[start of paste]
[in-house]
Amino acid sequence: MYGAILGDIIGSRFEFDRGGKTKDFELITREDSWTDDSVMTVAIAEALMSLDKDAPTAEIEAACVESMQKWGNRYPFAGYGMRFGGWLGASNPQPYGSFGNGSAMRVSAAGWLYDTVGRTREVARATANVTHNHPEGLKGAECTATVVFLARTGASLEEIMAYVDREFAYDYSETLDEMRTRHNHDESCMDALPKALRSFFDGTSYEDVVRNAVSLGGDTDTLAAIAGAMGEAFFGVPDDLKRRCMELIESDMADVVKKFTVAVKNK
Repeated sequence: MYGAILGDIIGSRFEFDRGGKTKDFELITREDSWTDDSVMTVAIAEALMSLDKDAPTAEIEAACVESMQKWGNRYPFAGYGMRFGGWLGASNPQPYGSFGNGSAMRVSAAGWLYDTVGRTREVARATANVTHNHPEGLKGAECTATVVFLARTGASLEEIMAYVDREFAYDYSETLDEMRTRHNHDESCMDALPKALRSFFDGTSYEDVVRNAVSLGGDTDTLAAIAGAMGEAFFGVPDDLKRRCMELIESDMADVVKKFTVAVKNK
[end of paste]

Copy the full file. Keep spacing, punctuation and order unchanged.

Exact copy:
[in-house]
Amino acid sequence: MYGAILGDIIGSRFEFDRGGKTKDFELITREDSWTDDSVMTVAIAEALMSLDKDAPTAEIEAACVESMQKWGNRYPFAGYGMRFGGWLGASNPQPYGSFGNGSAMRVSAAGWLYDTVGRTREVARATANVTHNHPEGLKGAECTATVVFLARTGASLEEIMAYVDREFAYDYSETLDEMRTRHNHDESCMDALPKALRSFFDGTSYEDVVRNAVSLGGDTDTLAAIAGAMGEAFFGVPDDLKRRCMELIESDMADVVKKFTVAVKNK
Repeated sequence: MYGAILGDIIGSRFEFDRGGKTKDFELITREDSWTDDSVMTVAIAEALMSLDKDAPTAEIEAACVESMQKWGNRYPFAGYGMRFGGWLGASNPQPYGSFGNGSAMRVSAAGWLYDTVGRTREVARATANVTHNHPEGLKGAECTATVVFLARTGASLEEIMAYVDREFAYDYSETLDEMRTRHNHDESCMDALPKALRSFFDGTSYEDVVRNAVSLGGDTDTLAAIAGAMGEAFFGVPDDLKRRCMELIESDMADVVKKFTVAVKNK